Parasite Control

As veterinarians, we are all too familiar with the adverse effects of internal parasites on horses’ health and condition. The importance of implementing a suitable de-worming protocol for your horse should not be underestimated, as high burdens can do irreversible damage to the gut, causing weight loss, poor condition, and in some cases, colic.

It is important to recognise that poor parasite control in one horse will have an effect on the other horses in the paddock, as worm eggs are shed in faeces on to the pasture. In this way, the lifecycle of the parasite can continue between horses, so we should be working as a team to maximise control and minimise spread where possible.

The aim of an effective worm control programme is to prevent the parasites from completing their lifecycle and therefore prevent further contamination of the pasture. In New Zealand, our ongoing threat to achieving this aim is that of resistance. Resistance is defined as the ability of individual parasites in a population to survive a treatment that was once effective.

Several factors have contributed to the development of resistance in our equine population – most notably the use of blanket dewormers (that is, dewormers with combination products to treat several classes of parasite) given at too high a frequency (when they are not necessarily required) and/or at too low a dose (meaning that the compounds do not reach a concentration to kill the parasites). This has encouraged individual parasites to be able to withstand our therapy and complete life cycles within the horses we treat. With no new deworming products on the horizon, it is important that we work to preserve the efficacy of these products by modifying our approach to parasite control.

How can we prevent parasite resistance?

The answer is to be strategic and target parasites when we identify them, as opposed to continuing with the previously widely used protocols of blindly deworming our horses every 8 weeks.

At Veterinary Associates, we recommend that a very simple faecal egg count test be performed on your horse to identify which parasites are present and in what numbers. All this test requires is a small sample of fresh faeces from your horse which is then prepared and examined under the microscope. If using this test for screening purposes, it should be performed at least eight weeks after the most recent dewormer administration.

As well as being able to select the most effective and appropriate product based on the results of this test, we can also use the information to identify high and low shedding horses in a herd and therefore tailor our treatments to minimise pasture contamination. High shedders will inevitably require more doses through the year than low shedders in order to limit spread on the grazing and protect other individuals from higher parasite burdens.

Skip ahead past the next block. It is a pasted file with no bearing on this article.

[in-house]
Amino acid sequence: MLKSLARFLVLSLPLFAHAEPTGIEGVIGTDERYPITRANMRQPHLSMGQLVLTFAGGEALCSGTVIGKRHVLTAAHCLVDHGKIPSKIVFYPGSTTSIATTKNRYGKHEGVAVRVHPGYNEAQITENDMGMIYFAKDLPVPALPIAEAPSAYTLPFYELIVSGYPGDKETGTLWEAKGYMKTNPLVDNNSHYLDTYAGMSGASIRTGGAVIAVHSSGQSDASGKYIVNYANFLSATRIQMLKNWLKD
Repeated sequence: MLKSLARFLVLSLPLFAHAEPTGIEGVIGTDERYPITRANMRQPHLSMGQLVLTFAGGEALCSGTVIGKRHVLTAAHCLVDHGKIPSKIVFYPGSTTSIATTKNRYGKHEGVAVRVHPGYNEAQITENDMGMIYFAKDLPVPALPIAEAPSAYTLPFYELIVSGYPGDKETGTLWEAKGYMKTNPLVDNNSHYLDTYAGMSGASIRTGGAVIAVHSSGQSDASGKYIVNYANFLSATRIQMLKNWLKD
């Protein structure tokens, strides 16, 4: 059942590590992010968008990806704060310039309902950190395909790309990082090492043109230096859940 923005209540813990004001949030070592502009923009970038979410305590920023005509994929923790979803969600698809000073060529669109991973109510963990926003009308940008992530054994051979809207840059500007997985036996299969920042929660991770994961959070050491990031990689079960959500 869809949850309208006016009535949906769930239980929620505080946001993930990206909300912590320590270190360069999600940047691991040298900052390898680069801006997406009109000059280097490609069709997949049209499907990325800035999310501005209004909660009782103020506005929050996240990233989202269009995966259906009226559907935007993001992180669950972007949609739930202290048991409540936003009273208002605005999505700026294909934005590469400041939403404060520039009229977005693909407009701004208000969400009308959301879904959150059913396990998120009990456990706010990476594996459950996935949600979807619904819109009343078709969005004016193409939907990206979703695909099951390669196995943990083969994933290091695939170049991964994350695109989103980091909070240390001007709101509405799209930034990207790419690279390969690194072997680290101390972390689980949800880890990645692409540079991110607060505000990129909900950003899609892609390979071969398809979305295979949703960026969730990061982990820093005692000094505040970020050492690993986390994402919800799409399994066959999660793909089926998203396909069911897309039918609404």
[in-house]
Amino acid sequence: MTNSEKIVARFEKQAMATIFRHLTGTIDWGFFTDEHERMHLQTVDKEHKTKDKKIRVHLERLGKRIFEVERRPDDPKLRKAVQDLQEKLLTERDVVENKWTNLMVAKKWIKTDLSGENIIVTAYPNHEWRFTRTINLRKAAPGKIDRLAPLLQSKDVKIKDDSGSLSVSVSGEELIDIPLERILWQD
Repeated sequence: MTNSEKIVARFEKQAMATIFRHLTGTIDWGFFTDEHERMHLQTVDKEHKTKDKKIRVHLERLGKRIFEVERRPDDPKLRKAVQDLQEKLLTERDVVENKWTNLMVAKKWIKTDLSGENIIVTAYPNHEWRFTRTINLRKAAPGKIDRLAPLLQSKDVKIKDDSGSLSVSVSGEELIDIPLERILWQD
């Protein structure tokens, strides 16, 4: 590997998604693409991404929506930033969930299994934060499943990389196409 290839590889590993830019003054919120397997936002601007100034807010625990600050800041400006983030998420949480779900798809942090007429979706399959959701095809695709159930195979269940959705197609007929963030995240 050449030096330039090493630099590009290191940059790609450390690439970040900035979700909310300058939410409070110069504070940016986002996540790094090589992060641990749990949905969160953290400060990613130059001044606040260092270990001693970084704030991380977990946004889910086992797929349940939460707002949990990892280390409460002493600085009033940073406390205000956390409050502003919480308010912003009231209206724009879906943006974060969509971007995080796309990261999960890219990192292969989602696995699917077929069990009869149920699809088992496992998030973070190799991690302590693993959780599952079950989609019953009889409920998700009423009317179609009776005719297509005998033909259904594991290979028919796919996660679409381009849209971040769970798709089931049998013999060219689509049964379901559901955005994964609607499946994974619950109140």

Low shedding horses will not require as frequent treatment, saving you the expense of a dewormer and reducing the number of unnecessary doses given, thus helping to limit the development of resistance.

The faecal egg count can also be used to test the efficacy of our dewormers and allow us to identify the level of resistance within a population. This is achieved by carrying out the same process 2-4 weeks after deworming and identifying whether or not the number of parasite eggs has been reduced by the expected amount (at least 95%). If this is not the case, we can then select a different product for your horse that will control the burden to a safer, more satisfactory level.

Good husbandry and pasture management also play a key role in parasite control. Removing faeces from your grazing is of proven benefit when it comes to reducing the number of worms on the pasture and will help break the parasite life cycle. It is also important not to overstock your pasture and where possible, allow it to rest between grazing seasons.

Strategy Summary

  • Do not deworm too frequently/blanket deworm – use faecal egg counts to determine when your horse needs to be dewormed. You can drop a sample to us at the hospital, or we can always collect one if we are on a visit to you.
  • Be sure you are dosing to the correct weight – underdosing will mean the active ingredients in the wormer do not reach a concentration that will kill the parasites, and those left behind are likely to develop resistance. Use a weight tape to estimate your horse’s weight more accurately and dose appropriately.
  • Keep pastures clean and do not overstock (we recommend no less than 1.5 acres per horse).
  • Consider co-grazing with other species such as cattle or sheep which interrupt the parasite life cycle.

If you would like to learn more about deworming and how to perfect a deworming protocol for your horse, please do not hesitate to contact us at the clinic. Any of our vets would be happy to talk you through a plan to responsibly protect your horse from the effects of parasites.